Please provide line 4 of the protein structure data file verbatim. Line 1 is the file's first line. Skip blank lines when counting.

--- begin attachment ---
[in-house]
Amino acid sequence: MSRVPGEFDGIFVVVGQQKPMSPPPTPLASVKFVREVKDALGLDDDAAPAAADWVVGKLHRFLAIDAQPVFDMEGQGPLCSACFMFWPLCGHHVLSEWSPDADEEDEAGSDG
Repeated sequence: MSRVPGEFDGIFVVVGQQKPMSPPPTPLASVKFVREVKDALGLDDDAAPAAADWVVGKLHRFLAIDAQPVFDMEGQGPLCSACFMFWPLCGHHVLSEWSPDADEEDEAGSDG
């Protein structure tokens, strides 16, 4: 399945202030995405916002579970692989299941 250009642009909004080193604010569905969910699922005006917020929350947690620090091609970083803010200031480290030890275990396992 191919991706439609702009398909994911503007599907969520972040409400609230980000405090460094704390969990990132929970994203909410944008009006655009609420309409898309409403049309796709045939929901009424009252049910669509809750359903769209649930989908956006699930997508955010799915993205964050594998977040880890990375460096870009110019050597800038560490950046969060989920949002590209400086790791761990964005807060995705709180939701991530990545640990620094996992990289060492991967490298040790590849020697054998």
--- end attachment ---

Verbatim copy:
């Protein structure tokens, strides 16, 4: 399945202030995405916002579970692989299941 250009642009909004080193604010569905969910699922005006917020929350947690620090091609970083803010200031480290030890275990396992 191919991706439609702009398909994911503007599907969520972040409400609230980000405090460094704390969990990132929970994203909410944008009006655009609420309409898309409403049309796709045939929901009424009252049910669509809750359903769209649930989908956006699930997508955010799915993205964050594998977040880890990375460096870009110019050597800038560490950046969060989920949002590209400086790791761990964005807060995705709180939701991530990545640990620094996992990289060492991967490298040790590849020697054998």